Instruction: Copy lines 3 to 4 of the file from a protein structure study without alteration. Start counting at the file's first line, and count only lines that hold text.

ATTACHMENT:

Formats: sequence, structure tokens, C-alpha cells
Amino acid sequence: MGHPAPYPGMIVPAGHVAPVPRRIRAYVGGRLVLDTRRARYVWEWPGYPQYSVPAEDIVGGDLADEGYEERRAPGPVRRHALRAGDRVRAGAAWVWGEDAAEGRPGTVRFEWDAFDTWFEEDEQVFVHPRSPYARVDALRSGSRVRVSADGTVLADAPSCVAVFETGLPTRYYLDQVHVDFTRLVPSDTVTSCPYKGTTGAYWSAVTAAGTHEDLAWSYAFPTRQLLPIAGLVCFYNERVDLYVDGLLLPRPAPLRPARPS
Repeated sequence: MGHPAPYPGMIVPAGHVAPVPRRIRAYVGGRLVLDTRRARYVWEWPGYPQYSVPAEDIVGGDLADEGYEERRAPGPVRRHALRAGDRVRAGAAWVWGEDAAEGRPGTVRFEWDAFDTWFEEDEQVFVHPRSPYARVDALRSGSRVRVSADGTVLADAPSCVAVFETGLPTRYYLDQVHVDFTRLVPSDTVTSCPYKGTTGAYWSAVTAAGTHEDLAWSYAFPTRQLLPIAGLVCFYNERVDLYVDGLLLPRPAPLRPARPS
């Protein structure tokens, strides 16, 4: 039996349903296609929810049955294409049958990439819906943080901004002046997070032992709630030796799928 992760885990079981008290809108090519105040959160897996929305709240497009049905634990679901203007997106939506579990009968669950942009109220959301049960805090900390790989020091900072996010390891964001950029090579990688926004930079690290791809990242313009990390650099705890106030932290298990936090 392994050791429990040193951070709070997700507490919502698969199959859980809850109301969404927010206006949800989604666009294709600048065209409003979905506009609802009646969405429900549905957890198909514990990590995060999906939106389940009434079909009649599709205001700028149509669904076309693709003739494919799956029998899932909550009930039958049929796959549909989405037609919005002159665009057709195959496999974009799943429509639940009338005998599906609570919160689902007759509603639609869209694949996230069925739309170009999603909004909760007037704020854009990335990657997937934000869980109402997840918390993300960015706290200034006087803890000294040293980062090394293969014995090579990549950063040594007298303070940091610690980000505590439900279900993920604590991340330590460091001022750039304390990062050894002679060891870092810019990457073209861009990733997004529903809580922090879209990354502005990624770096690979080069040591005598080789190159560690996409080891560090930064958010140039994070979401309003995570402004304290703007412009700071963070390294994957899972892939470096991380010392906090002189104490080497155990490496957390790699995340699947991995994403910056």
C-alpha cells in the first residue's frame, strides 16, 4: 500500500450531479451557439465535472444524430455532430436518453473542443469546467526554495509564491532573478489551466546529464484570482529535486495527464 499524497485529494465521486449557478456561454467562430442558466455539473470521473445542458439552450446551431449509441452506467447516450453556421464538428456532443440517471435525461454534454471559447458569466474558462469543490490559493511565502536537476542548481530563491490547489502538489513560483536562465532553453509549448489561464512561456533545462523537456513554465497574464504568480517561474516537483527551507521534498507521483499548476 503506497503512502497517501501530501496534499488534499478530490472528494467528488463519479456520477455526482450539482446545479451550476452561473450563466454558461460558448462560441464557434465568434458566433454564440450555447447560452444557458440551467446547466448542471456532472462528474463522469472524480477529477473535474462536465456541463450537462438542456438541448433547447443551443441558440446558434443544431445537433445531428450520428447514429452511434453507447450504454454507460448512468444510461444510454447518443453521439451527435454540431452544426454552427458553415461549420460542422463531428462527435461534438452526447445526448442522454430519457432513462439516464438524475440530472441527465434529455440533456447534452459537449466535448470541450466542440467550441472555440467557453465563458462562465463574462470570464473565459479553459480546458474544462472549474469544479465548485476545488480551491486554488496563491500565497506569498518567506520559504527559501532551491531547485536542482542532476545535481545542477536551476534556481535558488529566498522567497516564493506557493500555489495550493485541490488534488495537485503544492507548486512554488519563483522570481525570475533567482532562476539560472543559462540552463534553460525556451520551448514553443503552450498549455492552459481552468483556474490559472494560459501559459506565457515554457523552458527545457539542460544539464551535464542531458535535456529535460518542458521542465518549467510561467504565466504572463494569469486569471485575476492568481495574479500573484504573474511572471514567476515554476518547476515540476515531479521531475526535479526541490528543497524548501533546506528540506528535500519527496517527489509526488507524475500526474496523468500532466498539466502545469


Repeated sequence: MGHPAPYPGMIVPAGHVAPVPRRIRAYVGGRLVLDTRRARYVWEWPGYPQYSVPAEDIVGGDLADEGYEERRAPGPVRRHALRAGDRVRAGAAWVWGEDAAEGRPGTVRFEWDAFDTWFEEDEQVFVHPRSPYARVDALRSGSRVRVSADGTVLADAPSCVAVFETGLPTRYYLDQVHVDFTRLVPSDTVTSCPYKGTTGAYWSAVTAAGTHEDLAWSYAFPTRQLLPIAGLVCFYNERVDLYVDGLLLPRPAPLRPARPS
């Protein structure tokens, strides 16, 4: 039996349903296609929810049955294409049958990439819906943080901004002046997070032992709630030796799928 992760885990079981008290809108090519105040959160897996929305709240497009049905634990679901203007997106939506579990009968669950942009109220959301049960805090900390790989020091900072996010390891964001950029090579990688926004930079690290791809990242313009990390650099705890106030932290298990936090 392994050791429990040193951070709070997700507490919502698969199959859980809850109301969404927010206006949800989604666009294709600048065209409003979905506009609802009646969405429900549905957890198909514990990590995060999906939106389940009434079909009649599709205001700028149509669904076309693709003739494919799956029998899932909550009930039958049929796959549909989405037609919005002159665009057709195959496999974009799943429509639940009338005998599906609570919160689902007759509603639609869209694949996230069925739309170009999603909004909760007037704020854009990335990657997937934000869980109402997840918390993300960015706290200034006087803890000294040293980062090394293969014995090579990549950063040594007298303070940091610690980000505590439900279900993920604590991340330590460091001022750039304390990062050894002679060891870092810019990457073209861009990733997004529903809580922090879209990354502005990624770096690979080069040591005598080789190159560690996409080891560090930064958010140039994070979401309003995570402004304290703007412009700071963070390294994957899972892939470096991380010392906090002189104490080497155990490496957390790699995340699947991995994403910056």